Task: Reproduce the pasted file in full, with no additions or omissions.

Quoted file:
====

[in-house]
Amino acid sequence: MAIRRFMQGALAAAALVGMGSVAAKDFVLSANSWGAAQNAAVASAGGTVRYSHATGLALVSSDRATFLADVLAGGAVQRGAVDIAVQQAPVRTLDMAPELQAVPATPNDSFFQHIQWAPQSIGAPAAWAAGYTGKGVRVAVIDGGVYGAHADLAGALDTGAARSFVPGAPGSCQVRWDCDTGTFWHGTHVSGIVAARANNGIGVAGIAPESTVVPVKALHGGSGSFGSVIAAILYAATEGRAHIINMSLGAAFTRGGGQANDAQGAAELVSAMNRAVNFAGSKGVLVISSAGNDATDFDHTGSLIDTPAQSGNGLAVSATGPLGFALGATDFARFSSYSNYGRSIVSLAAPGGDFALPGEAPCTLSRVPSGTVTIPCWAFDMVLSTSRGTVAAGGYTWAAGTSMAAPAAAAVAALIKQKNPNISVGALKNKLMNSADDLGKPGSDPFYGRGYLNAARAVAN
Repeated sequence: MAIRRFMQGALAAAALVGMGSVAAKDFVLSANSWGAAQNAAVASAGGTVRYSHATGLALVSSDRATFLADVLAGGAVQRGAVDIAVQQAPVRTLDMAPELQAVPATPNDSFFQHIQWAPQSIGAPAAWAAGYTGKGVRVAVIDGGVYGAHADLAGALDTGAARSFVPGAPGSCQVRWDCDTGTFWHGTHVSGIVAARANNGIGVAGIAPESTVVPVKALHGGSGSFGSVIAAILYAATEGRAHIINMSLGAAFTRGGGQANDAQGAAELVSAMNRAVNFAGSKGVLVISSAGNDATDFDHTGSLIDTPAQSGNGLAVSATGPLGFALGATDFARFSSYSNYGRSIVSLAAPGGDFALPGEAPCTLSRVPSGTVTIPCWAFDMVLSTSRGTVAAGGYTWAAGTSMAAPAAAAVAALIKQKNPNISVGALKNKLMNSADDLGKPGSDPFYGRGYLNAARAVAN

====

[in-house]
Amino acid sequence: MAIRRFMQGALAAAALVGMGSVAAKDFVLSANSWGAAQNAAVASAGGTVRYSHATGLALVSSDRATFLADVLAGGAVQRGAVDIAVQQAPVRTLDMAPELQAVPATPNDSFFQHIQWAPQSIGAPAAWAAGYTGKGVRVAVIDGGVYGAHADLAGALDTGAARSFVPGAPGSCQVRWDCDTGTFWHGTHVSGIVAARANNGIGVAGIAPESTVVPVKALHGGSGSFGSVIAAILYAATEGRAHIINMSLGAAFTRGGGQANDAQGAAELVSAMNRAVNFAGSKGVLVISSAGNDATDFDHTGSLIDTPAQSGNGLAVSATGPLGFALGATDFARFSSYSNYGRSIVSLAAPGGDFALPGEAPCTLSRVPSGTVTIPCWAFDMVLSTSRGTVAAGGYTWAAGTSMAAPAAAAVAALIKQKNPNISVGALKNKLMNSADDLGKPGSDPFYGRGYLNAARAVAN
Repeated sequence: MAIRRFMQGALAAAALVGMGSVAAKDFVLSANSWGAAQNAAVASAGGTVRYSHATGLALVSSDRATFLADVLAGGAVQRGAVDIAVQQAPVRTLDMAPELQAVPATPNDSFFQHIQWAPQSIGAPAAWAAGYTGKGVRVAVIDGGVYGAHADLAGALDTGAARSFVPGAPGSCQVRWDCDTGTFWHGTHVSGIVAARANNGIGVAGIAPESTVVPVKALHGGSGSFGSVIAAILYAATEGRAHIINMSLGAAFTRGGGQANDAQGAAELVSAMNRAVNFAGSKGVLVISSAGNDATDFDHTGSLIDTPAQSGNGLAVSATGPLGFALGATDFARFSSYSNYGRSIVSLAAPGGDFALPGEAPCTLSRVPSGTVTIPCWAFDMVLSTSRGTVAAGGYTWAAGTSMAAPAAAAVAALIKQKNPNISVGALKNKLMNSADDLGKPGSDPFYGRGYLNAARAVAN